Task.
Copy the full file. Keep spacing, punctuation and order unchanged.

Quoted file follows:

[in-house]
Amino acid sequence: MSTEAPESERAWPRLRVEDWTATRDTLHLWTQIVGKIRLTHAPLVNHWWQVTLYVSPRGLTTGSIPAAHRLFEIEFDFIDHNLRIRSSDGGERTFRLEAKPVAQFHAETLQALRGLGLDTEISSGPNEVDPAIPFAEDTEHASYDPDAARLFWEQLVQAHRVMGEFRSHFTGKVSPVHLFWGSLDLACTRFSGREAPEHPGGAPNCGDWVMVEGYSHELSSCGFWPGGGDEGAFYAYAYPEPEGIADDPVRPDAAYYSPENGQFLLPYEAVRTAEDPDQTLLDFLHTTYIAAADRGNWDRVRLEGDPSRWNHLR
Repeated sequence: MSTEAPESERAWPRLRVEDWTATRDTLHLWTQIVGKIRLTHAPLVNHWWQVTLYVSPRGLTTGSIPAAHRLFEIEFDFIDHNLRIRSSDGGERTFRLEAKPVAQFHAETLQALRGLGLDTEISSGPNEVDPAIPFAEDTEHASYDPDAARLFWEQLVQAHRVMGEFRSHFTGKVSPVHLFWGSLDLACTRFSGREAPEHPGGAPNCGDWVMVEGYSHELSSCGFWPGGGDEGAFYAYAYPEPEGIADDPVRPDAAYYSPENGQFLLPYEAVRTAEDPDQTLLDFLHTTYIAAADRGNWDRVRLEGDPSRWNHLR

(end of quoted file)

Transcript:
[in-house]
Amino acid sequence: MSTEAPESERAWPRLRVEDWTATRDTLHLWTQIVGKIRLTHAPLVNHWWQVTLYVSPRGLTTGSIPAAHRLFEIEFDFIDHNLRIRSSDGGERTFRLEAKPVAQFHAETLQALRGLGLDTEISSGPNEVDPAIPFAEDTEHASYDPDAARLFWEQLVQAHRVMGEFRSHFTGKVSPVHLFWGSLDLACTRFSGREAPEHPGGAPNCGDWVMVEGYSHELSSCGFWPGGGDEGAFYAYAYPEPEGIADDPVRPDAAYYSPENGQFLLPYEAVRTAEDPDQTLLDFLHTTYIAAADRGNWDRVRLEGDPSRWNHLR
Repeated sequence: MSTEAPESERAWPRLRVEDWTATRDTLHLWTQIVGKIRLTHAPLVNHWWQVTLYVSPRGLTTGSIPAAHRLFEIEFDFIDHNLRIRSSDGGERTFRLEAKPVAQFHAETLQALRGLGLDTEISSGPNEVDPAIPFAEDTEHASYDPDAARLFWEQLVQAHRVMGEFRSHFTGKVSPVHLFWGSLDLACTRFSGREAPEHPGGAPNCGDWVMVEGYSHELSSCGFWPGGGDEGAFYAYAYPEPEGIADDPVRPDAAYYSPENGQFLLPYEAVRTAEDPDQTLLDFLHTTYIAAADRGNWDRVRLEGDPSRWNHLR